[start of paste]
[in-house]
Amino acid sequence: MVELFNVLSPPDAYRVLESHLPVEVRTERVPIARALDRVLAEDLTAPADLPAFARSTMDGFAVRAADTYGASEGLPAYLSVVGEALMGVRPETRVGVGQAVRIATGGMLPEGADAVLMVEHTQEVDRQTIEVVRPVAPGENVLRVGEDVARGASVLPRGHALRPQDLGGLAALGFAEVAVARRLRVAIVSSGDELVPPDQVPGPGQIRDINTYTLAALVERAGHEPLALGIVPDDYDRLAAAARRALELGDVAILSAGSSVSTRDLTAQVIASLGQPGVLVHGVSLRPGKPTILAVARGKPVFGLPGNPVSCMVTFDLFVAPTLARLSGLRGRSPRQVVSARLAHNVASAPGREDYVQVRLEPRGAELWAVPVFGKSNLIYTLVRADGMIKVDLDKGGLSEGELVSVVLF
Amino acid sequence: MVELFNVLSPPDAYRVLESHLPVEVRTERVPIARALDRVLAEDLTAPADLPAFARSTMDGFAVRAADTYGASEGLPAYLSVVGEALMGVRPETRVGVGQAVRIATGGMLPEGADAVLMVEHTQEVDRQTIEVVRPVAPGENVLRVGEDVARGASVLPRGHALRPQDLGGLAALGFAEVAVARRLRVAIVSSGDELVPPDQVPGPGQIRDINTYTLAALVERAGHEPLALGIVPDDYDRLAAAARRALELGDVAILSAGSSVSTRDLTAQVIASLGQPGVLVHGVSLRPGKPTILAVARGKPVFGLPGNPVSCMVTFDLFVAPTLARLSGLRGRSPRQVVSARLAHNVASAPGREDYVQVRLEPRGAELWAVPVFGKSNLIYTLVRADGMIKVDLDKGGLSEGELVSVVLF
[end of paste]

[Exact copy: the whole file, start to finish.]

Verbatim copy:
[in-house]
Amino acid sequence: MVELFNVLSPPDAYRVLESHLPVEVRTERVPIARALDRVLAEDLTAPADLPAFARSTMDGFAVRAADTYGASEGLPAYLSVVGEALMGVRPETRVGVGQAVRIATGGMLPEGADAVLMVEHTQEVDRQTIEVVRPVAPGENVLRVGEDVARGASVLPRGHALRPQDLGGLAALGFAEVAVARRLRVAIVSSGDELVPPDQVPGPGQIRDINTYTLAALVERAGHEPLALGIVPDDYDRLAAAARRALELGDVAILSAGSSVSTRDLTAQVIASLGQPGVLVHGVSLRPGKPTILAVARGKPVFGLPGNPVSCMVTFDLFVAPTLARLSGLRGRSPRQVVSARLAHNVASAPGREDYVQVRLEPRGAELWAVPVFGKSNLIYTLVRADGMIKVDLDKGGLSEGELVSVVLF
Amino acid sequence: MVELFNVLSPPDAYRVLESHLPVEVRTERVPIARALDRVLAEDLTAPADLPAFARSTMDGFAVRAADTYGASEGLPAYLSVVGEALMGVRPETRVGVGQAVRIATGGMLPEGADAVLMVEHTQEVDRQTIEVVRPVAPGENVLRVGEDVARGASVLPRGHALRPQDLGGLAALGFAEVAVARRLRVAIVSSGDELVPPDQVPGPGQIRDINTYTLAALVERAGHEPLALGIVPDDYDRLAAAARRALELGDVAILSAGSSVSTRDLTAQVIASLGQPGVLVHGVSLRPGKPTILAVARGKPVFGLPGNPVSCMVTFDLFVAPTLARLSGLRGRSPRQVVSARLAHNVASAPGREDYVQVRLEPRGAELWAVPVFGKSNLIYTLVRADGMIKVDLDKGGLSEGELVSVVLF